Figure 5-8: Locating wave 3 on first candidate peak on EURUSD H4 timeframe. Ideal level of wave 4 and wave 5 levels were calculated from candidate peak 1.

Figure 5-9: Locating wave 3 on second candidate peak on EURUSD H4 timeframe. Ideal level of wave 4 and wave 5 levels were calculated from candidate peak 2.

Figure 5-10: Final counting of five-impulse wave on EURUSD H4 timeframe.

Since the second candidate peak provide better evidence for wave 3, we can conclude this wave counting by labelling wave 3 on the second candidate peak. In addition, we can complete our labelling as shown in Figure 5-10. To sum up the process of wave counting, we list the six summary steps here for trader.

1. Apply the Peak Trough analysis.
2. Scan through different timeframe to look for key peaks and troughs and define your region of interest in your chart.
3. Look for potential candidate peaks and troughs for either wave 123 structure or wave abc structure from your region of interest in your chart.
4. Confirm wave 123 or wave abc from the evidences using Fibonacci ratio and three wave rules.
5. For wave 123 structure, confirm wave 45 from the evidences using Fibonacci ratio and three wave rules.
6. If your candidate peaks and troughs are not supported by the evidence, then reject the peaks and troughs. Move on to next candidate peak and trough and repeat the steps 4 and 5.

# Some More Tips about Scientific Wave Counting in Elliott Wave Theory

Scientific Wave Counting in Elliott Wave Theory involves a systematic and precise approach to identifying and labeling wave patterns in financial markets. This method emphasizes a structured framework that leverages mathematical and technical analysis principles to enhance the accuracy and reliability of wave counts.

## Principles of Scientific Wave Counting

### 1. Rule-Based Structure

Scientific Wave Counting strictly adheres to the core rules and guidelines established by Elliott Wave Theory:

• Wave 2 cannot retrace more than 100% of Wave 1.
• Wave 3 cannot be the shortest wave among Waves 1, 3, and 5.
• Wave 4 cannot enter the price territory of Wave 1.

### 2. Fibonacci Relationships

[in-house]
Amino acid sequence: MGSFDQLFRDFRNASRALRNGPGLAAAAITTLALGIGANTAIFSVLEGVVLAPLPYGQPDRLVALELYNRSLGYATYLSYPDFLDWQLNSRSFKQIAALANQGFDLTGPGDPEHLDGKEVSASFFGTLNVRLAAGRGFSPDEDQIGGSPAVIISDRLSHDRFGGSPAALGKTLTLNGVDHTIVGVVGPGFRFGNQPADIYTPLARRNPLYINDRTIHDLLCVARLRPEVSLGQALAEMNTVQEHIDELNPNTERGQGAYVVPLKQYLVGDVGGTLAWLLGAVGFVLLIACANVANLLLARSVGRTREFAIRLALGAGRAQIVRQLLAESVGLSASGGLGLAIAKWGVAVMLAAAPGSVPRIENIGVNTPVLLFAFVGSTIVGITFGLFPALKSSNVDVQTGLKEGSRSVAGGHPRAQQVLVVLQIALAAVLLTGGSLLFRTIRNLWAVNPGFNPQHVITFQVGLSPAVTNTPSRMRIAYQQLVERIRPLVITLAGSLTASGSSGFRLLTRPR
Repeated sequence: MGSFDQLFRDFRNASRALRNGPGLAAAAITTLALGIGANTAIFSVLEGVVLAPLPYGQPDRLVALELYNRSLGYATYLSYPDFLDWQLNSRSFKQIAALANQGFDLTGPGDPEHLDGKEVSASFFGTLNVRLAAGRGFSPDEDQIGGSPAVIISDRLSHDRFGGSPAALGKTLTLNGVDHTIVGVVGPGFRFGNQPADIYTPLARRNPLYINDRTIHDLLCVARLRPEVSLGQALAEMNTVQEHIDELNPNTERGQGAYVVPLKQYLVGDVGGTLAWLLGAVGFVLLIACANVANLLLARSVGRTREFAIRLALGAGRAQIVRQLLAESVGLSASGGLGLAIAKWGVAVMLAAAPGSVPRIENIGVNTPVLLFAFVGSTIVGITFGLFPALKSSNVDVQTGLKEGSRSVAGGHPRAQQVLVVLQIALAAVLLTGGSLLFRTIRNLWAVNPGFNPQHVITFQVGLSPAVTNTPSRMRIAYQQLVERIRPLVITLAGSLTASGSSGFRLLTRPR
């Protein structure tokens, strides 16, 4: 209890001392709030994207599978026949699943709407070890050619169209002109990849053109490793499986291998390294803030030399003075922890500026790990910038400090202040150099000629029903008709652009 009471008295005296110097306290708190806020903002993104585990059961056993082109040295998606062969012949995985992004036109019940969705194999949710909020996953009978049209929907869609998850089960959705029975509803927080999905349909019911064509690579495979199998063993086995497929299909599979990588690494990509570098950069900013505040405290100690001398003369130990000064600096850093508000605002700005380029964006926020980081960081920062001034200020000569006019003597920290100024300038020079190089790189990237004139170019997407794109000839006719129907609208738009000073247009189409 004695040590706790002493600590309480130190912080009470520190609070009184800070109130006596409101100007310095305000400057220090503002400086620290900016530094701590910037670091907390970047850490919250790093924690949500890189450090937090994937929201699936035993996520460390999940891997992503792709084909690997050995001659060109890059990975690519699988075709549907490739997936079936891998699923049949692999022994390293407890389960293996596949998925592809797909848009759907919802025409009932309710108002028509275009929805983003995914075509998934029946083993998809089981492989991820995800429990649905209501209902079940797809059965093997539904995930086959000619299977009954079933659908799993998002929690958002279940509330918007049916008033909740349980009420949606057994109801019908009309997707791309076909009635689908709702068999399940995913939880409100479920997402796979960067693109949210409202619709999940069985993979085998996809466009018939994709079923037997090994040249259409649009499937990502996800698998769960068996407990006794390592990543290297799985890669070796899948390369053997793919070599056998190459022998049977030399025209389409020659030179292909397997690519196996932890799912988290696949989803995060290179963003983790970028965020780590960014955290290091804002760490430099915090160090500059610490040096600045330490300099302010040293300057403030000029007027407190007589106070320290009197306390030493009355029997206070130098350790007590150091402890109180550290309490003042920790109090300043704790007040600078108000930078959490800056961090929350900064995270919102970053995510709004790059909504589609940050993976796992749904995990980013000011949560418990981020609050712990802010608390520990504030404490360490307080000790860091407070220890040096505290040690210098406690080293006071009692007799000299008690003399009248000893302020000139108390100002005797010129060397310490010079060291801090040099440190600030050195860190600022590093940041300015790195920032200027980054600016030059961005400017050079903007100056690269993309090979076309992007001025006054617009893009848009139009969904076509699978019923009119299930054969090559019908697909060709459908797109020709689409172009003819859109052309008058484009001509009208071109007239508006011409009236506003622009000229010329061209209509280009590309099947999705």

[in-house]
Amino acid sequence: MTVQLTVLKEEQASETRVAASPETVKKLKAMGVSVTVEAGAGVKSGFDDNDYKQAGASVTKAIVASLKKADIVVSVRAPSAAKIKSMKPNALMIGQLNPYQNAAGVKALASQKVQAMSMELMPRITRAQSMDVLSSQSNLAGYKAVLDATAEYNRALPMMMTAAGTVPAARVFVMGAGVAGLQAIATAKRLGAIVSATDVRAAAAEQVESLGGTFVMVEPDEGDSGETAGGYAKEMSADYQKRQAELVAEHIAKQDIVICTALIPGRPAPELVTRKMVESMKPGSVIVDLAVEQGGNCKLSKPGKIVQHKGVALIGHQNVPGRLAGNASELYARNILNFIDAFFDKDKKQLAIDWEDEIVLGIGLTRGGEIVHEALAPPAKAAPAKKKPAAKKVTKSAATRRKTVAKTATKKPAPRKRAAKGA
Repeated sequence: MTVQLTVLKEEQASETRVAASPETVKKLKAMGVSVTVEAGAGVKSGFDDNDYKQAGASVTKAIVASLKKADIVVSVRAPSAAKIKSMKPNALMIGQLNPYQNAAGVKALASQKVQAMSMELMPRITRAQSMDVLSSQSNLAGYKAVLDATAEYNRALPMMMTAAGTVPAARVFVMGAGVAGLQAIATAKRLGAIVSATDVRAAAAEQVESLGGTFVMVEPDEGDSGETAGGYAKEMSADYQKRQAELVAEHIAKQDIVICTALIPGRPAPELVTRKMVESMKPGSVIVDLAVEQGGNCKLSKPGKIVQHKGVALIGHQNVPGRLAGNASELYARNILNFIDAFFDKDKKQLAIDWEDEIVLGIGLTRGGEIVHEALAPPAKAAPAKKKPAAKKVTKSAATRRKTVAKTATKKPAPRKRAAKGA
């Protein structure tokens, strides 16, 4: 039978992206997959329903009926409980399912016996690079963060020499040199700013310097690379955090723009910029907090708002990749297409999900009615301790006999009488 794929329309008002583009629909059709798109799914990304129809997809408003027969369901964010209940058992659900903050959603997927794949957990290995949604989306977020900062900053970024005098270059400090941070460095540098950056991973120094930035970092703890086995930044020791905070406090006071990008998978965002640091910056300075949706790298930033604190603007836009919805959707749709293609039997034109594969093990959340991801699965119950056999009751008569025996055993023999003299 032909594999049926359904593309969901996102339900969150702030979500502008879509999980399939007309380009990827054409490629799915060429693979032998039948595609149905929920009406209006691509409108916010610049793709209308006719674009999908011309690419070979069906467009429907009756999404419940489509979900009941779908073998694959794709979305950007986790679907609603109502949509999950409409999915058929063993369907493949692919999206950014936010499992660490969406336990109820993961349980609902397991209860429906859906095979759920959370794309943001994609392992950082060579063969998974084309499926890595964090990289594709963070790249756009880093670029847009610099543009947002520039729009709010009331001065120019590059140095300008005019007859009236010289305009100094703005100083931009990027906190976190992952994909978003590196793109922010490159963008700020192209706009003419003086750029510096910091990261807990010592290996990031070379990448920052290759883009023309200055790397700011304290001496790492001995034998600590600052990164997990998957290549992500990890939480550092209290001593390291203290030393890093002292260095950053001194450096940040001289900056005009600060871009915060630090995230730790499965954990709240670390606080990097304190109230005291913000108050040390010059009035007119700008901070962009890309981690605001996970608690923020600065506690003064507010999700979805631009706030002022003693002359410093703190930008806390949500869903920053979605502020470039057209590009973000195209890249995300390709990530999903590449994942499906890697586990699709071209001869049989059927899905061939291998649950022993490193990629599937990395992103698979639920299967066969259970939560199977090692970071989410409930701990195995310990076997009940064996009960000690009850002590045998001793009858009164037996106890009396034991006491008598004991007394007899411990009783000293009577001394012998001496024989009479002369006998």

Fibonacci retracement and extension levels are fundamental to this method:

• Wave 2 typically retraces 38.2%, 50%, or 61.8% of Wave 1.
• Wave 3 often extends 161.8% of Wave 1.
• Wave 4 commonly retraces 23.6% or 38.2% of Wave 3.
• Wave 5 can extend 100%, 123.6%, or 161.8% of Wave 1.

### 3. Pattern Recognition

The method relies on recognizing common wave patterns:

• Impulse Waves (5-wave structure): Waves 1, 3, and 5 move in the direction of the trend, while Waves 2 and 4 are corrective.
• Corrective Waves (3-wave structure): Comprising Waves A, B, and C, with various formations such as zigzags, flats, and triangles.

### 4. Time and Price Symmetry

Symmetry in both time and price helps in identifying and validating wave counts:

• Time Proportions: Waves often exhibit proportional time relationships. For instance, Wave 2 and Wave 4 in an impulsive sequence might take similar amounts of time to develop.
• Price Proportions: Waves often adhere to proportional price relationships, conforming to Fibonacci levels.

## Steps in Scientific Wave Counting

### 1. Identifying the Starting Point

• Establish a Clear Baseline: Determine a significant high or low as the starting point of the wave count.

### 2. Labeling Waves

• Wave 1 Identification: Identify the initial move from the baseline. This is often accompanied by strong momentum and is typically uncorrected.
• Wave 2 Identification: Look for a retracement that adheres to Fibonacci levels, not exceeding the starting point of Wave 1.
• Wave 3 Identification: This wave should show strong momentum and be the longest or equal in length to Wave 1.
• Wave 4 Identification: Identify the corrective wave that should respect the territory of Wave 1.
• Wave 5 Identification: The final wave in the impulsive sequence, which may show divergence in momentum indicators.

### 3. Applying Fibonacci Tools

• Retracements and Extensions: Use Fibonacci retracement and extension tools to validate the wave count. For example, measure the length of Wave 1 and apply Fibonacci extensions to project potential targets for Wave 3 and Wave 5.

### 4. Confirming with Technical Indicators

• Momentum Indicators: Tools like RSI or MACD can help confirm wave patterns. For instance, a divergence in RSI during Wave 5 may indicate the end of an impulsive wave.
• Volume Analysis: An increase in volume during Waves 1 and 3 and a decrease in volume during corrective waves can provide confirmation.

• Continuous Monitoring: Continuously review the wave count as new price data emerges. Adjust wave labels if the price action deviates from expected wave behavior.
• Alternate Counts: Always consider alternate wave counts and be prepared to switch if the primary count becomes invalid.